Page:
Today, almost sixty years after the announcement of Vatican II in 1959, Catholics are left to wonder how their church can guide them in understanding their political options in this new world “dis-order” shaped by, among other things: 9/11 and the insufficiency of military action in establishing a more secure, peaceful, and just world; the decline of American world leadership and the emergence of new authoritarian regimes (especially China and Russia); the paralysis of the European project; the inability to address widening gaps in social and economic equality both globally and within individual countries; and the rise of populism and ethno-nationalism in response to a new oligarchy of technocrats-without-borders. All of this is influencing how younger people think about democracy; polls show that millennials are not simply less interested in it, but also losing faith in it as a viable system.

Are younger Catholics just as pessimistic? How is the return of anti-liberalism affecting them specifically? It’s important to note that today’s version of Catholic anti-liberalism is not the same as that which prompted Catholics to vote for the Fascists in Italy or the Nazis in Germany. Until the mid-twentieth century, Catholic anti-liberalism assumed that anti-republicanism and opposition to democracy and popular sovereignty—and, of course, to communism—were the only possible Catholic positions. Today’s version stems from the disappointments of the last few decades, and has challenged assumptions typical of the period between Vatican II and the beginning of the twenty-first century.

One important element in contemporary Catholic anti-liberalism has to do with the legacy of the “culture wars”—the linking of liberal and secular democracy with attacks against the sanctity of life. Now, there is no question that secular progressive governments have become more dismissive of the sensibility of citizens who have religious convictions, as demonstrated by the recent furor over the Canadian government’s summer jobs program and a pitched debate about rights, beliefs, freedoms and the power of the state.

Yet this also seems to be a forgetting of history. I am not referring to well-known liberal causes like opposition to racism, militarism, and anti-Semitism (the causes that fascist regimes are known to support). What I find disturbing is the assumption that liberal democracy simply by virtue of liberalism is to blame, say, for the legalization of abortion. In his Moscow Diary, for example (December 1926-January 1927), Walter Benjamin wrote of the disruption of traditional marriage in early Soviet Russia as a relic of the bourgeois epoch. In 1936, Soviet Russia under Stalin also passed one of the strictest anti-abortion policies in the world in order to stimulate the birth rate.

On the other side of the ideological spectrum, authoritarian and anti-communist regimes sought the support of Catholic hierarchies by legislating according to doctrines of Catholic sexual morality. One of the reasons for criticism of Paul VI’s Humanae vitae (1968) was the consonance between pre-Vatican II prohibition of contraception and the legislation of authoritarian and totalitarian regimes on the matter. Humanae vitae was compared to the fascist-era legal prohibition of contraception and the corresponding censorship of information on birth control. Catholic rejection of modern medical technology had to contend with the legacy of the secular and anti-fascist rejection of the sexual and abortion politics of Mussolini’s pro-natalist regime, where the prohibition of contraception was justified by the need for nation-building.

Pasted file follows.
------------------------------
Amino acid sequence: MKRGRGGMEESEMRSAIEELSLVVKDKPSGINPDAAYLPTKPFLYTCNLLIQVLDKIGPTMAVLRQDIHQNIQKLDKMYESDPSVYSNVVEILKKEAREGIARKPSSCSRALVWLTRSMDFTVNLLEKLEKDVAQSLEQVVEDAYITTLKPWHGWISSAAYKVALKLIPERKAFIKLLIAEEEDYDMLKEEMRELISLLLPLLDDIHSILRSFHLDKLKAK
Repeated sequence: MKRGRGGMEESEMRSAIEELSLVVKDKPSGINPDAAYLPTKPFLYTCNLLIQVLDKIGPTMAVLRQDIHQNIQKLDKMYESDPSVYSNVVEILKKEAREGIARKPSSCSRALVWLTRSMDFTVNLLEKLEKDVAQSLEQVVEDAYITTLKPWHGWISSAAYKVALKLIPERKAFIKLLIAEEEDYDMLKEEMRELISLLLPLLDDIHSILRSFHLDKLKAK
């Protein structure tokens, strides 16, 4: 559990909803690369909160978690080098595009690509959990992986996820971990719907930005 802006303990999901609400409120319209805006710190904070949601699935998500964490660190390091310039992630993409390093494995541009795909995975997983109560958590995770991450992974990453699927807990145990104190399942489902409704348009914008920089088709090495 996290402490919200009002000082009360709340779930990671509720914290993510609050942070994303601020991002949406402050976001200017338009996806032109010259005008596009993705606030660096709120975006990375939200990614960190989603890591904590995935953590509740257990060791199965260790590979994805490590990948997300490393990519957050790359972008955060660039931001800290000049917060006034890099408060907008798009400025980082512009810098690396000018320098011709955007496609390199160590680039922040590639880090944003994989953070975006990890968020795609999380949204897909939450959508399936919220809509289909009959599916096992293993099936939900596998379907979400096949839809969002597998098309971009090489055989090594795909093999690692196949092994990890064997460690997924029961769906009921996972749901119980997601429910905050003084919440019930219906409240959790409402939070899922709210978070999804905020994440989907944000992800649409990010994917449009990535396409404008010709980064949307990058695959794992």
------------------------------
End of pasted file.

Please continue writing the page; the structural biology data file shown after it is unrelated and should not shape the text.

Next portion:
Younger Catholics who are drawn to anti-liberalism and who have developed a sensibility for life issues different from that of their parents and grandparents may be seeking an alternative system that enshrines pro-life values. But they may also be failing to note the tragedies that have occurred at the hands of non-democratic leaders and movements, including those related to life issues. The assault on the sanctity of life, as expressed in support for abortion and contraception, did not begin with liberal democracy.

Catholic social teaching gives Catholics the ability to assess the moral and political crisis of a nation (and of a democracy) without rejecting the idea of the nation-state and of the legitimacy of a political authority that is pluralistic, non-confessional, and respectful of secular and non-Christian or post-Christian identities. What Tony Judt said in his last public lecture in October 2009 about our necessity to “think the state” is also an urgent need for Catholics today—particularly in the West, given the contribution of the Catholic intellectual and magisterial tradition to the constitutional and political questions of the last hundred years. It is worth remembering that the failure of Catholics to make the case for democracy, and their dream for a return to the “golden age” of medieval Christendom, were key factors in the rise of authoritarian regimes in the twentieth century.

Massimo Faggioli is professor of theology and religious studies at Villanova University. His most recent book is The Oxford Handbook of Vatican II, co-edited with Catherine Clifford (Oxford UP). Follow him on Twitter @MassimoFaggioli.